Keywords: financial status, operational performance, Suan Sunandha Rajabhat University, balances

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506 Flood Control Structures in the River Göta Älv to Protect Gothenburg City (Sweden) during the 21st Century: Preliminary Evaluation

Authors: M. Irannezhad, E. H. N. Gashti, U. Moback, B. Kløve

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Climate change because of increases in concentration level of greenhouse gases emissions to the atmosphere will result in mean sea level rise about +1 m by 2100. To prevent coastal floods resulted from the sea level rising, different flood control structures have been built, e.g. the Thames barrier on the Thames River in London (UK), with acceptable protection levels at least so far. Gothenburg located on the southwest coast of Sweden, with the River Göta älv running through it, is one of vulnerable cities to the accelerated rises in mean sea level. Developing a water level model by MATLAB, we evaluated using a sea barrage in the Göta älv River as the flood control structure for protecting the Gothenburg city during this century. Considering three operational scenarios for two barriers in upstream and downstream, the highest sea level was estimated to + 2.95 m above the current mean sea level by 2100. To verify flood protection against such high sea levels, both barriers have to be closed. To prevent high water level in the River Göta älv reservoir, the barriers would be open when the sea level is low. The suggested flood control structures would successfully protect the city from flooding events during this century.

Keywords: climate change, flood control structures, gothenburg, sea level rising, water level mode

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505 Carbonate Crusts in Jordan: Records of Groundwater Flow, Carbon Fluxes, Tectonic Movement and Climate Change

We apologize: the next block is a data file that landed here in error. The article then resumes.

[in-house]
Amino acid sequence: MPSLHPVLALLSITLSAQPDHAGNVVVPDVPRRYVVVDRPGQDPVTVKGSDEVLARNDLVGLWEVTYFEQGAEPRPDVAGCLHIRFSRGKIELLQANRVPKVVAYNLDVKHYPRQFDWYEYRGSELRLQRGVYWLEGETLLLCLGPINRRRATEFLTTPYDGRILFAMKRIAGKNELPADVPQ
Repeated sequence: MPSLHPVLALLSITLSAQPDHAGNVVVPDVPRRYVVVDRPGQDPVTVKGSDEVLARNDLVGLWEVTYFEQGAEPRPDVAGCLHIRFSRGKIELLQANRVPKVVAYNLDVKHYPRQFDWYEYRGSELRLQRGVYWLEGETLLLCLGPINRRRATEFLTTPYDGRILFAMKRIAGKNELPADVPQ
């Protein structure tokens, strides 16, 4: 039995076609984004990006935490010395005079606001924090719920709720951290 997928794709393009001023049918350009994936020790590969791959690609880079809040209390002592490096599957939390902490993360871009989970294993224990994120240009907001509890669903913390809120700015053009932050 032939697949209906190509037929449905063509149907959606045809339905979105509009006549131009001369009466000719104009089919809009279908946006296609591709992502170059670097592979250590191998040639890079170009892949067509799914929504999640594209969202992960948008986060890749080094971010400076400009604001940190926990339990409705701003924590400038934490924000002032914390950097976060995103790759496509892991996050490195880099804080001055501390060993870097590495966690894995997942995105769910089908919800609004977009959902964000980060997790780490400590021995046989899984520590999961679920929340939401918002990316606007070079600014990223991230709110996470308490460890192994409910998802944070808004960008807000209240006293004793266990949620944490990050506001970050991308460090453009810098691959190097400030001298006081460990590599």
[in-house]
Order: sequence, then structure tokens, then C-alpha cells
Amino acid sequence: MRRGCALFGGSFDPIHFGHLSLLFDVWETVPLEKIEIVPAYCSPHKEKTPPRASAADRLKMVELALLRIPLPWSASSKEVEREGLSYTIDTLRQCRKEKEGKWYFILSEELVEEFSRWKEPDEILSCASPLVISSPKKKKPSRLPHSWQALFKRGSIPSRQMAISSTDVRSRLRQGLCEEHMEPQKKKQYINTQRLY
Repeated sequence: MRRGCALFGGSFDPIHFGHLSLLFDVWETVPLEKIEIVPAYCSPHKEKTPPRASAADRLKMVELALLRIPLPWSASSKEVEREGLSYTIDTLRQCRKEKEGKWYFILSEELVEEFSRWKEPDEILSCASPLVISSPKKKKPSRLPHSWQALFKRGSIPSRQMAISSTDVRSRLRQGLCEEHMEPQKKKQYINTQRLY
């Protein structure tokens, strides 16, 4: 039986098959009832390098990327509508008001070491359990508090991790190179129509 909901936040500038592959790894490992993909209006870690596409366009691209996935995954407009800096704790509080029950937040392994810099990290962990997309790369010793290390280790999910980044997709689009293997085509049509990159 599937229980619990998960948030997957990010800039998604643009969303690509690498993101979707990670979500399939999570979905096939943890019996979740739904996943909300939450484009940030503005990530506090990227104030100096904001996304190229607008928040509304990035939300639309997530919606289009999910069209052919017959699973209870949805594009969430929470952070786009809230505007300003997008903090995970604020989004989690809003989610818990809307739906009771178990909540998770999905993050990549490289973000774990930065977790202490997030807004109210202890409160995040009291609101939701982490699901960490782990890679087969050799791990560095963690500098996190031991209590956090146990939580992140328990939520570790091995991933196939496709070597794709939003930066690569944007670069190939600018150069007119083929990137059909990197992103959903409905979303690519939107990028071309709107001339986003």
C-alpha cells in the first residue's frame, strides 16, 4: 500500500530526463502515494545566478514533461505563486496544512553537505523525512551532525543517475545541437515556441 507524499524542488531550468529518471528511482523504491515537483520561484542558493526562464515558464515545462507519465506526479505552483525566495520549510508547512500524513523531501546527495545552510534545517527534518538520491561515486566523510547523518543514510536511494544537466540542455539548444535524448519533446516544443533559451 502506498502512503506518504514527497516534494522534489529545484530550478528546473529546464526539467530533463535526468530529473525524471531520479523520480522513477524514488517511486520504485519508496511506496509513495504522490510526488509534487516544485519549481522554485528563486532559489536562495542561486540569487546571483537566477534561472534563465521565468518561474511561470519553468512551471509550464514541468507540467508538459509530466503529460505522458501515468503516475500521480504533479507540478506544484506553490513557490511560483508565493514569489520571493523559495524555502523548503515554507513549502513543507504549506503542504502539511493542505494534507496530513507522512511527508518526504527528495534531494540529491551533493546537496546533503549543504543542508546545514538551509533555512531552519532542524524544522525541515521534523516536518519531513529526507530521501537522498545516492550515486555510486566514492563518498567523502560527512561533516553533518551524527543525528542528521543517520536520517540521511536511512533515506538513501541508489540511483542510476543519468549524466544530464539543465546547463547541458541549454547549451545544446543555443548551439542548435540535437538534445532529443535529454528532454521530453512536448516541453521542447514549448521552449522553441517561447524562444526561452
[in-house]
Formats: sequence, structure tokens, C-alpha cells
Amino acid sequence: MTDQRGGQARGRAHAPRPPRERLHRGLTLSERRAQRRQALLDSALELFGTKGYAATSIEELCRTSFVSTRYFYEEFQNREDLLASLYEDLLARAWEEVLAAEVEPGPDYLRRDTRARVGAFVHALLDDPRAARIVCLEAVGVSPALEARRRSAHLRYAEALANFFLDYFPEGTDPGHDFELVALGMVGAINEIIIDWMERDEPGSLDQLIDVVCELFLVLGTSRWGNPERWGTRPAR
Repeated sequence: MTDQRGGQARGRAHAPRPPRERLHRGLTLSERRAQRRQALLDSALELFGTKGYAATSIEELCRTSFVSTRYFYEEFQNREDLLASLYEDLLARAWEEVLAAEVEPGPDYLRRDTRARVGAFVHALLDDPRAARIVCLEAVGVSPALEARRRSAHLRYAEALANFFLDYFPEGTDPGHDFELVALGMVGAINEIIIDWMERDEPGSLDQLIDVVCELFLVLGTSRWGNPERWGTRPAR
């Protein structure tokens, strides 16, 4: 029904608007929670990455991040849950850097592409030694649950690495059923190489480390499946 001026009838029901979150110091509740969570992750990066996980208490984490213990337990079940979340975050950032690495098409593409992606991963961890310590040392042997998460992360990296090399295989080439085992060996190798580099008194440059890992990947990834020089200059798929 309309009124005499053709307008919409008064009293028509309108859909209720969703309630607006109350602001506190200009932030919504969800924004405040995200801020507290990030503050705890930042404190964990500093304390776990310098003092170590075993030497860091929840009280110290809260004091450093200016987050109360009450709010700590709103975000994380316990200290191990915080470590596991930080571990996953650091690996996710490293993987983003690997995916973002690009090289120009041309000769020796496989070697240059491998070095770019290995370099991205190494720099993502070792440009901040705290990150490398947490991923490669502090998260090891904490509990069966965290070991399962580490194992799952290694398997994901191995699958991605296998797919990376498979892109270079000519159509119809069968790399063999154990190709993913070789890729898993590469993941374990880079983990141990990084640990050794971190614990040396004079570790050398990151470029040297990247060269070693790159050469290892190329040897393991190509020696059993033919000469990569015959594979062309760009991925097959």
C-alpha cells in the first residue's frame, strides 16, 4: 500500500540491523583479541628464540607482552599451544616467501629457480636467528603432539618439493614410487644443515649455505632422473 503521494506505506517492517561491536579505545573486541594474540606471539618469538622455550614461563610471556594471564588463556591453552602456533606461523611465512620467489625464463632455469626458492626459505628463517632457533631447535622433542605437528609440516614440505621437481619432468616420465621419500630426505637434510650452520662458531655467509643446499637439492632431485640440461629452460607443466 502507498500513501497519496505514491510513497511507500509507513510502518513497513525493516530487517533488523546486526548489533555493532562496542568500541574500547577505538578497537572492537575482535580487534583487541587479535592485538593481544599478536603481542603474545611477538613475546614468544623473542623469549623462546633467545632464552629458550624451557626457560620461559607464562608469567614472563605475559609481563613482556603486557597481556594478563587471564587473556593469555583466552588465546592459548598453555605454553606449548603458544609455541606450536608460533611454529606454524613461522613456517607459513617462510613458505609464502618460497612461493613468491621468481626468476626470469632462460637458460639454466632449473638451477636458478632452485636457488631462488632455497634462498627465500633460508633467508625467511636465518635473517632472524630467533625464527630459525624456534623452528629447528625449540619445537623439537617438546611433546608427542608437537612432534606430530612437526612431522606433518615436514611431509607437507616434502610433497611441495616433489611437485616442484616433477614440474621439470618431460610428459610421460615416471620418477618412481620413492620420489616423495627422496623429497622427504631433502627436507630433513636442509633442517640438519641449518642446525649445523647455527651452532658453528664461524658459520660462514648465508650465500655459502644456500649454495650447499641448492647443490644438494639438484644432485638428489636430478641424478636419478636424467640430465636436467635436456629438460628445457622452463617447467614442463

Authors: Nizar Abu-Jaber

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Late Pleistocene and Holocene carbonate crusts in the south of Jordan were studied using a combination of field documentation, petrography, geochemical and isotopic techniques. These surficial crusts and vein deposits appear to have formed as a result of interaction between near-surface groundwater, surficial soil and sediments and rising carbon dioxide. Rising mantle CO2 dissolves in the water to create carbonic acid, which in turn dissolves the calcite in the soil in the sediments. When the pH rises later due to degassing, the carbonate crusts are left in the places where the water was flowing in veins, channels and interfaces between high and low permeability materials. The crusts have the potential for being important records of natural and human agencies on the landscape of the area. They reflect the isotopic composition of the waters in which they precipitated in, and also contain isotopic information about the aeolian calcium fluxes affecting the area (using strontium isotopes). Moreover, changing stream valley base levels can be identified and measured, which can help quantify the rates of tectonic movement. Finally, human activities such and channel construction and terrace building can be identified and traced temporally and spatially using these deposits.

Keywords: anthropogenic change, carbonate crusts, environmental change, Jordan